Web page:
Little surprise then that Everton struggled to overcome Stoke on Boxing Day and were beaten at home for the third time this season despite having over 60% of the possession and, for the first half at least, their strongest line-up of the campaign thus far on the pitch. Martinez's choice to focus on a potential red card for Jonathan Walter's cynical foul on Leighton Baines and the loss to injury of Phil Jagielka and Tim Howard largely missed the point – the attacking punch and enterprise that served them so well last season had well and truly been snuffed out by a combination of Mark Hughes's gameplan and a crippling lack of confidence in the Blues' side.
And so to Newcastle where, again, the first stepping stones towards redemption appeared when a much-changed team took an early lead through Arouna Kone's first goal in Royal Blue... and a lovely slice of 2013-14 vintage Everton it was as the ball was worked wide with pace and movement, Coleman crossed beautifully and the Ivorian side-footed home first time on the half volley.
The advantage was squandered, though, by a persistent failure by Martinez's charges to press the ball as Newcastle came searching for an equaliser. When it came 11 minutes before the break and was followed by a second goal for the home side early in the second half, the writing was very much on the wall for an Everton team playing with confidence as fragile as glass. The spirit, drive and self-confidence that made the Blues such an effective second-half team last year has largely disappeared so that even when Mirallas set up a potenatial grandstand finish with a brilliantly-taken goal 10 minutes from the end, there was no sustained assault of the Magpies' goal, just wasted possession and an apparent unwillingness or fear of putting the ball into the box.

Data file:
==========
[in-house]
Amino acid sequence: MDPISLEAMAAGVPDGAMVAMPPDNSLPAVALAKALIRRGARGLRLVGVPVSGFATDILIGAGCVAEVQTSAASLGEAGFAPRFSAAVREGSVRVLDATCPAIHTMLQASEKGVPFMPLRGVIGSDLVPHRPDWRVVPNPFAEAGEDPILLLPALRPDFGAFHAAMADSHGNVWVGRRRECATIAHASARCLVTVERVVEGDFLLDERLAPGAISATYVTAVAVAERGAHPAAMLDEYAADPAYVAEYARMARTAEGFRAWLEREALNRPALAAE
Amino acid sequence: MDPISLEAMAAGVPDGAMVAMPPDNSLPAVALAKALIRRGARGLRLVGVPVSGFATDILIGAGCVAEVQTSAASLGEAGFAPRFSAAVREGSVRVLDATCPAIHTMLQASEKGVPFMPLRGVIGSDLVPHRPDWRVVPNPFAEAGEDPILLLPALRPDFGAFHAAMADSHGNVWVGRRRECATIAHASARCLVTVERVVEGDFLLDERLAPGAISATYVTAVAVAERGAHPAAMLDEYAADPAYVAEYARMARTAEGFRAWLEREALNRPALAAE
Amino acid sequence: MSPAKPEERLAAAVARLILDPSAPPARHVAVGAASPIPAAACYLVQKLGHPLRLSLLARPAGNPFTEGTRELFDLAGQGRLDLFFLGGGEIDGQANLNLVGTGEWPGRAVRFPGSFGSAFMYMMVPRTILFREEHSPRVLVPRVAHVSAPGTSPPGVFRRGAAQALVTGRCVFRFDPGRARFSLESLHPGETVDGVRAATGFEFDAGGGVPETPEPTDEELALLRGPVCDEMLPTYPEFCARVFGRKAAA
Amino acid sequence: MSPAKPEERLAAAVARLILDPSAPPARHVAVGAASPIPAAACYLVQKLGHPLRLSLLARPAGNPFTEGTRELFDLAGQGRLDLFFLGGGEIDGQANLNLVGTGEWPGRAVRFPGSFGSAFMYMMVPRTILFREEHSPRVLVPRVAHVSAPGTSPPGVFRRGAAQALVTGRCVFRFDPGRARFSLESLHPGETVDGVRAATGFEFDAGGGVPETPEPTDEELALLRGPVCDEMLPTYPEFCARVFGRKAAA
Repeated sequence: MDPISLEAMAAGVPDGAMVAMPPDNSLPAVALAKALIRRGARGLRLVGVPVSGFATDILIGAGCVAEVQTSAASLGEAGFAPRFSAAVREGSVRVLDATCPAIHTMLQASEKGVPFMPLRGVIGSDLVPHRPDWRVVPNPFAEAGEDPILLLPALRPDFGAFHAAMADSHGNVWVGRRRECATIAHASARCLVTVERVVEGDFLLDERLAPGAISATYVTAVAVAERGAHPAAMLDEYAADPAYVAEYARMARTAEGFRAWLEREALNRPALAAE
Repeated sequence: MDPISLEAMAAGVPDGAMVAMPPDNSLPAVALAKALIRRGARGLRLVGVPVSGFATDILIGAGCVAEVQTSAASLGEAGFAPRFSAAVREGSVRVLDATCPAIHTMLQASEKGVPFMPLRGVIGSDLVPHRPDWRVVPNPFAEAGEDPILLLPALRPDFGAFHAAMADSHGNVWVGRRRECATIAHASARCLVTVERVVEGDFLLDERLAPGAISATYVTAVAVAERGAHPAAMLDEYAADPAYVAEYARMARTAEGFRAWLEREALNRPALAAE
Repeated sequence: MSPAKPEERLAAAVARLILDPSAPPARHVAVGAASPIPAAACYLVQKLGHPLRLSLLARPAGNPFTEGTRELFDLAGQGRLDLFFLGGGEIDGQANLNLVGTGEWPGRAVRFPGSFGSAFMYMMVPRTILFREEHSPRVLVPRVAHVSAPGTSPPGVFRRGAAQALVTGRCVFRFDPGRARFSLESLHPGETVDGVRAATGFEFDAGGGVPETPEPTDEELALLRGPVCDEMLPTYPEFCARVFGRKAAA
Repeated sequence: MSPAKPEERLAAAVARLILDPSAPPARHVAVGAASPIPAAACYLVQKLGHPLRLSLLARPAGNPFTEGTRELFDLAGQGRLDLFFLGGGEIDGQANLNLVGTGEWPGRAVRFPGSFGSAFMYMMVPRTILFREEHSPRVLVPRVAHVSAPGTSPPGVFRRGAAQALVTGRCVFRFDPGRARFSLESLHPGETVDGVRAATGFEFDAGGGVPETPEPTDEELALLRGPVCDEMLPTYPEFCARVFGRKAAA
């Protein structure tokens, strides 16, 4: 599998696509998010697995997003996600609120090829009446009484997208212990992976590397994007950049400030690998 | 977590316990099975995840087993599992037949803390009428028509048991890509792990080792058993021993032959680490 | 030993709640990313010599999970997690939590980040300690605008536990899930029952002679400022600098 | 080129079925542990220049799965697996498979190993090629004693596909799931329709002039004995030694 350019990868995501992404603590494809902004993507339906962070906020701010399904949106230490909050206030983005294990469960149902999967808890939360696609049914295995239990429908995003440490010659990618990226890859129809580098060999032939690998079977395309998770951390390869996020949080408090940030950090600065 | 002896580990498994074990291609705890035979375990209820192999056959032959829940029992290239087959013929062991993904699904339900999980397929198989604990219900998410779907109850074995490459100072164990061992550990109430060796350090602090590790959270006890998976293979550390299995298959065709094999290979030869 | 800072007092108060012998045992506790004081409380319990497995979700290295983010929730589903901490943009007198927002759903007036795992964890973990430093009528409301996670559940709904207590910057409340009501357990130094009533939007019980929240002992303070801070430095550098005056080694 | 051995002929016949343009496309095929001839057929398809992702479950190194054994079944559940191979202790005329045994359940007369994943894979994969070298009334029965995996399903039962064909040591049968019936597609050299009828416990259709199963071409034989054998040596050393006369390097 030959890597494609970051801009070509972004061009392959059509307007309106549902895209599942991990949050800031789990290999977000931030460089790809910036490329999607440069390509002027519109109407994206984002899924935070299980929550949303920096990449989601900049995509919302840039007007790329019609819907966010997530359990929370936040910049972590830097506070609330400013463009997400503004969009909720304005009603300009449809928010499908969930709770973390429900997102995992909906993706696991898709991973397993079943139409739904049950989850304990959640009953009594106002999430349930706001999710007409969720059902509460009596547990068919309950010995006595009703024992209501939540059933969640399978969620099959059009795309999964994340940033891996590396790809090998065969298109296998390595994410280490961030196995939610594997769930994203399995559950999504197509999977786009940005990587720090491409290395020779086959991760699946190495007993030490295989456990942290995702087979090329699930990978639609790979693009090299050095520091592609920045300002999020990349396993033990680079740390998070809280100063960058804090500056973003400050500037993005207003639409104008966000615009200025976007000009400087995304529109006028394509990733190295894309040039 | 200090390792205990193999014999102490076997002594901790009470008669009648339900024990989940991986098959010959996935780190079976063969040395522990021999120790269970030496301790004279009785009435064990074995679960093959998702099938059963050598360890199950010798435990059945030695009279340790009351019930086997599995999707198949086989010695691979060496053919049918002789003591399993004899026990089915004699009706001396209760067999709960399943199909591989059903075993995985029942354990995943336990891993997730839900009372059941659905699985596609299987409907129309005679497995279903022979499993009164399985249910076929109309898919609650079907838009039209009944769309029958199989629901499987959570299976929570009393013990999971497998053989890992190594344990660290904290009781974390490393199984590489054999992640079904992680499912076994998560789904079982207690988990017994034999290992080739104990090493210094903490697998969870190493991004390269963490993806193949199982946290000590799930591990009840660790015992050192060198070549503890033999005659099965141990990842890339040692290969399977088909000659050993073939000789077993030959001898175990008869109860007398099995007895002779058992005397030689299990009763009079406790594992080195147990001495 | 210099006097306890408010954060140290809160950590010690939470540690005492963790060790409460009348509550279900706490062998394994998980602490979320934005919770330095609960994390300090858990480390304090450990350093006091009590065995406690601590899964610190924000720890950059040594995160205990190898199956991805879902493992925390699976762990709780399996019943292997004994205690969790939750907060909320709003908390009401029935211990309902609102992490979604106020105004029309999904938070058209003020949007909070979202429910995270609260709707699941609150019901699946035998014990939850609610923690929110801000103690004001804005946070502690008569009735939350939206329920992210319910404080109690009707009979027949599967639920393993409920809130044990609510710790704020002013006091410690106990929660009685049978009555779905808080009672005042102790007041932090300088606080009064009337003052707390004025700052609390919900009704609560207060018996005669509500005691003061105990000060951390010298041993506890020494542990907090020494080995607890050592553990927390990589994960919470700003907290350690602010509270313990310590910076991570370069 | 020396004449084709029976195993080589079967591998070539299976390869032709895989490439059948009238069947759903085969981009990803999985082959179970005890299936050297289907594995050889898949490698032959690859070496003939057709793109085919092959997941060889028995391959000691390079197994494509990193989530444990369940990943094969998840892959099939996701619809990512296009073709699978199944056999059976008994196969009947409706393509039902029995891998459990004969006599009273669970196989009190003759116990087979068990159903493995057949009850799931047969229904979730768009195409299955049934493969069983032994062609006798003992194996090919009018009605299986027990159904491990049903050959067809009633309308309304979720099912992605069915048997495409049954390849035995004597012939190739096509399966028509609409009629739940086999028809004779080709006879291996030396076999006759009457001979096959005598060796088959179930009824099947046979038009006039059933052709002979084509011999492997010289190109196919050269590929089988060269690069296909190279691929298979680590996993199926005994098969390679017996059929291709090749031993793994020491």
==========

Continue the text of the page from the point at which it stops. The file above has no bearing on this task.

It's under those gathering storm clouds that Everton enter 2015. While the team may be suffering a crisis of confidence, it's premature to suggest that crisis has set in completely at Goodison Park. All teams go through poor patches of form; the difference here appears to be the slow burn of the Blues' decline from the shwashbuckling outfit that romped to a club record Premier League points hall, all the while epitomising the new manager's Sin Miedo ethos.
Yes, the recent drop off in performances and results that is threatening to send the Toffees into freefall has been steep but something has been amiss all season long. What could initially be blamed on a disrupted pre-season and a succession of injuries now appears rooted deeper. The question is: can the manager find the flexibility in his ethos to engineer the solution before the campaign becomes a write-off altogether and the thus-far superb European adventure is scuppered?